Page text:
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‘Rise’ exceeds all expectations at aTVfest, both on screen and in person

The cast discusses the importance of craft, which is masterfully done in their upcoming pilot.


Executive producers and cast of ‘Rise.’ Photo by Anya Haber

“Rise,” a musical television series centered around two teachers transforming a stagnant high school theatre program, screened its pilot episode on Feb. 1 during SCAD’s annual aTVfest. While the very premise of a musical show centered around teenagers evokes an immediate mental image of the show “Glee,” their similarities start and end there. “Rise,” whose main cast includes Josh Radnor of “How I Met Your Mother” fame and Oscar-nominated actress Rosie Perez, conveys a darkness and depth that “Glee” could never achieve.

During the Q&A panel following the screening, executive producer Flody Suarez and creator Jason Katims discussed how fluid the casting process was, specifying that everyone was in complete agreement on the selection process. Katims addressed the casting of Tracy and said, “Rosie was so hysterically funny yet so emotionally connected to the character.”

For Perez, this wasn’t just another role. The character of Tracy resonated with the actress on a deeper level. “When something speaks to your soul, don’t let your ego get in the way. I’ve seen A-list actresses lose jobs because they thought they were above it,” said Perez.

The cast also discussed NBC’s R.I.S.E. America Project, which partners with the Education Theatre Foundation and promises to give 50 different high schools across the country $10,000 grants to start new theater programs or revamp existing ones.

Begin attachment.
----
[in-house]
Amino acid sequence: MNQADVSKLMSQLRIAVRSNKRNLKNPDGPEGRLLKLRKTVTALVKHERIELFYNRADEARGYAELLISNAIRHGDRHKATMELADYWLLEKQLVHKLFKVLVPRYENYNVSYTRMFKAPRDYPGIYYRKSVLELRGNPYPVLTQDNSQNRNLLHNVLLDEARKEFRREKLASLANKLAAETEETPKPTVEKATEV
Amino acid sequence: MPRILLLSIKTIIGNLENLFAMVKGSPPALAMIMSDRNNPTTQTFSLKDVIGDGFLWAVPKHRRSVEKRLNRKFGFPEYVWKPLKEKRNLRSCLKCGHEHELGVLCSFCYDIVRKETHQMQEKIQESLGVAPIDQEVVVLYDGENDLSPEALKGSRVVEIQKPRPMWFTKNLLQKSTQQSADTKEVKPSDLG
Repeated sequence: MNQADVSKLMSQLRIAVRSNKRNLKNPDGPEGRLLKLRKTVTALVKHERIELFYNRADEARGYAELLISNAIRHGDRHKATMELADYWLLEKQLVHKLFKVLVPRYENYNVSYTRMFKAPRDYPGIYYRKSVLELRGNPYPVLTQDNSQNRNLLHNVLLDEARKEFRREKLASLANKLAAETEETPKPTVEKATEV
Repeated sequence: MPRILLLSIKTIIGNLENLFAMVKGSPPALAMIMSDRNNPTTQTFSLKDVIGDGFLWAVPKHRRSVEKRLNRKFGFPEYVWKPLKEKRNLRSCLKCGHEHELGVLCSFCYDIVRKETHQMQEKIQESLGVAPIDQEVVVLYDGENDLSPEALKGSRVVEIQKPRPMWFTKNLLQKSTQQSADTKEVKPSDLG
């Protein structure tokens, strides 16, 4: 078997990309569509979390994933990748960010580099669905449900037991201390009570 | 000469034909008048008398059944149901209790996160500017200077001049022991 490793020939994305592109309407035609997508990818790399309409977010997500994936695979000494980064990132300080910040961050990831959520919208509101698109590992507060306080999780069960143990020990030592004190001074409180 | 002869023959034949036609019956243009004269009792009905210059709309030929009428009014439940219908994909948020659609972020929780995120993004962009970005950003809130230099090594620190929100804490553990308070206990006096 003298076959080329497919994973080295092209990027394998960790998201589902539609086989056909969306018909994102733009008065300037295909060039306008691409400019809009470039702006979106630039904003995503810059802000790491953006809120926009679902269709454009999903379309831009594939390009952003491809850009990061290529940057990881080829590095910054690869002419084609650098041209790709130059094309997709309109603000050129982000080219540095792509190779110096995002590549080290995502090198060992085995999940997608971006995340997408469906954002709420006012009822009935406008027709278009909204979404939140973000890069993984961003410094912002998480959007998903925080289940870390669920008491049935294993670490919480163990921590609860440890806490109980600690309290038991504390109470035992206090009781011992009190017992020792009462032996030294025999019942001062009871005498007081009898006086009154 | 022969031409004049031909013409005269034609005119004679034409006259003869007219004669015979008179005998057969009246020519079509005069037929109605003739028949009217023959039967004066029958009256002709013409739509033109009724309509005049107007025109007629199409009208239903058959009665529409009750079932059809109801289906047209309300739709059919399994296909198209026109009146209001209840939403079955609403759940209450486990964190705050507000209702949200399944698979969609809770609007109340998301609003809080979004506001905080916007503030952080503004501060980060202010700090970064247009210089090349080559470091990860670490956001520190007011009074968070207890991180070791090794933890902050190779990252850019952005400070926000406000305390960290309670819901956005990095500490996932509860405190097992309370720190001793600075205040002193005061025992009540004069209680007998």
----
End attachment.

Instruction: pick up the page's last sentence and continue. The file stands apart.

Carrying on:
Damon J. Gillespie, Amy Forsyth and Ted Sutherland. Photo by Anya Haber

Before the screening of the show, we sat down with three of the young stars of “Rise,” Damon J. Gillespie, Amy Forsyth and Ted Sutherland, to discuss the future of the arts and the opportunities in the film industry.


The Connector: What’s the most challenging thing about working in your industry?

Sutherland: Rejection and being able to maintain confidence.

Gillespie: Yes!

Forsyth: Well, here’s the thing though. You’re right, Ted, but in my opinion, that’s something you prepare for. You prepare for the rejection. What you don’t prepare for it when you do get the yes because the job’s not done. That’s when it all starts again. It’s not over when you get the yes and that’s a really hard thing and you just learn as you go. But not taking yourself too seriously is great because I take myself very seriously, and I’m really hard on myself. But just remember that everyone’s trying to figure this out and the work isn’t done when you get the yes

Sutherland: It also goes back to what you were just saying about keeping your head down and doing the work. Even when you get the job, like you said, the work isn’t over. You have to work twice as hard now because you want to make sure what you put out it good. Absolutely.

The Connector: What can students currently in school do right now to prepare themselves for the artistic workforce?

Forsyth:  Create. Write. The work force is only as great as what people are putting out there and it just means somebody else is writing something that you could then maybe be a part of, but you can also write your own things. I’m saying that but I don’t consider myself a writer I think that everybody can write. I don’t think I’m good, because I don’t do it enough because it scares me. You just have to keep doing it and that’s something I have to remind myself every day. You can create those opportunities for yourself, everyone started somewhere. You could be the next Daniel Day Lewis or whoever is your inspiration, you have the potential to be at that level. No one is stopping you just create, write.